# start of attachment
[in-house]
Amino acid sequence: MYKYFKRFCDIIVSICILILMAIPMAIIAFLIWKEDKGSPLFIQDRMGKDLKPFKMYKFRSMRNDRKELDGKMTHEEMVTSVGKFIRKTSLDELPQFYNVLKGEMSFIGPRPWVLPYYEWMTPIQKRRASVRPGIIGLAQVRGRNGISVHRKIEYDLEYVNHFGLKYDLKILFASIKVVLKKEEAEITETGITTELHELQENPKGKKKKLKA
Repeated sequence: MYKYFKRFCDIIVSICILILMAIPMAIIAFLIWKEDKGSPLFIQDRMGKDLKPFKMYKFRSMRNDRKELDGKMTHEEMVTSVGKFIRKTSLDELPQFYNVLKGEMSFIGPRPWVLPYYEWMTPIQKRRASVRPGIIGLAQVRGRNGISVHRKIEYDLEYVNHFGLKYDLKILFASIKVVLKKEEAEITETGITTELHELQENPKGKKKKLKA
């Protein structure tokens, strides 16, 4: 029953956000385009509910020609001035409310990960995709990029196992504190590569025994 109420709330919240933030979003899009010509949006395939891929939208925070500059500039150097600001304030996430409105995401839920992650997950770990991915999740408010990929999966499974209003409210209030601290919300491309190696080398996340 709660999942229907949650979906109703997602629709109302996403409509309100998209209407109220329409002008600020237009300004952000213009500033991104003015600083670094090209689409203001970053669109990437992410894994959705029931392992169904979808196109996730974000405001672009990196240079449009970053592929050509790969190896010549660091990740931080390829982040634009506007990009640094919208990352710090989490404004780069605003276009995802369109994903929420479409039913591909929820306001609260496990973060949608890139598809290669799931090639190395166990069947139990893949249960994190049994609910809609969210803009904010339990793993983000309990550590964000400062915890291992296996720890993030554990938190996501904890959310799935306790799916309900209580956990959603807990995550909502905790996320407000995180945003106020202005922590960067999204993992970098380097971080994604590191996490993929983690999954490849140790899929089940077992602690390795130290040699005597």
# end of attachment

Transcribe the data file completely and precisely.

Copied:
[in-house]
Amino acid sequence: MYKYFKRFCDIIVSICILILMAIPMAIIAFLIWKEDKGSPLFIQDRMGKDLKPFKMYKFRSMRNDRKELDGKMTHEEMVTSVGKFIRKTSLDELPQFYNVLKGEMSFIGPRPWVLPYYEWMTPIQKRRASVRPGIIGLAQVRGRNGISVHRKIEYDLEYVNHFGLKYDLKILFASIKVVLKKEEAEITETGITTELHELQENPKGKKKKLKA
Repeated sequence: MYKYFKRFCDIIVSICILILMAIPMAIIAFLIWKEDKGSPLFIQDRMGKDLKPFKMYKFRSMRNDRKELDGKMTHEEMVTSVGKFIRKTSLDELPQFYNVLKGEMSFIGPRPWVLPYYEWMTPIQKRRASVRPGIIGLAQVRGRNGISVHRKIEYDLEYVNHFGLKYDLKILFASIKVVLKKEEAEITETGITTELHELQENPKGKKKKLKA
């Protein structure tokens, strides 16, 4: 029953956000385009509910020609001035409310990960995709990029196992504190590569025994 109420709330919240933030979003899009010509949006395939891929939208925070500059500039150097600001304030996430409105995401839920992650997950770990991915999740408010990929999966499974209003409210209030601290919300491309190696080398996340 709660999942229907949650979906109703997602629709109302996403409509309100998209209407109220329409002008600020237009300004952000213009500033991104003015600083670094090209689409203001970053669109990437992410894994959705029931392992169904979808196109996730974000405001672009990196240079449009970053592929050509790969190896010549660091990740931080390829982040634009506007990009640094919208990352710090989490404004780069605003276009995802369109994903929420479409039913591909929820306001609260496990973060949608890139598809290669799931090639190395166990069947139990893949249960994190049994609910809609969210803009904010339990793993983000309990550590964000400062915890291992296996720890993030554990938190996501904890959310799935306790799916309900209580956990959603807990995550909502905790996320407000995180945003106020202005922590960067999204993992970098380097971080994604590191996490993929983690999954490849140790899929089940077992602690390795130290040699005597």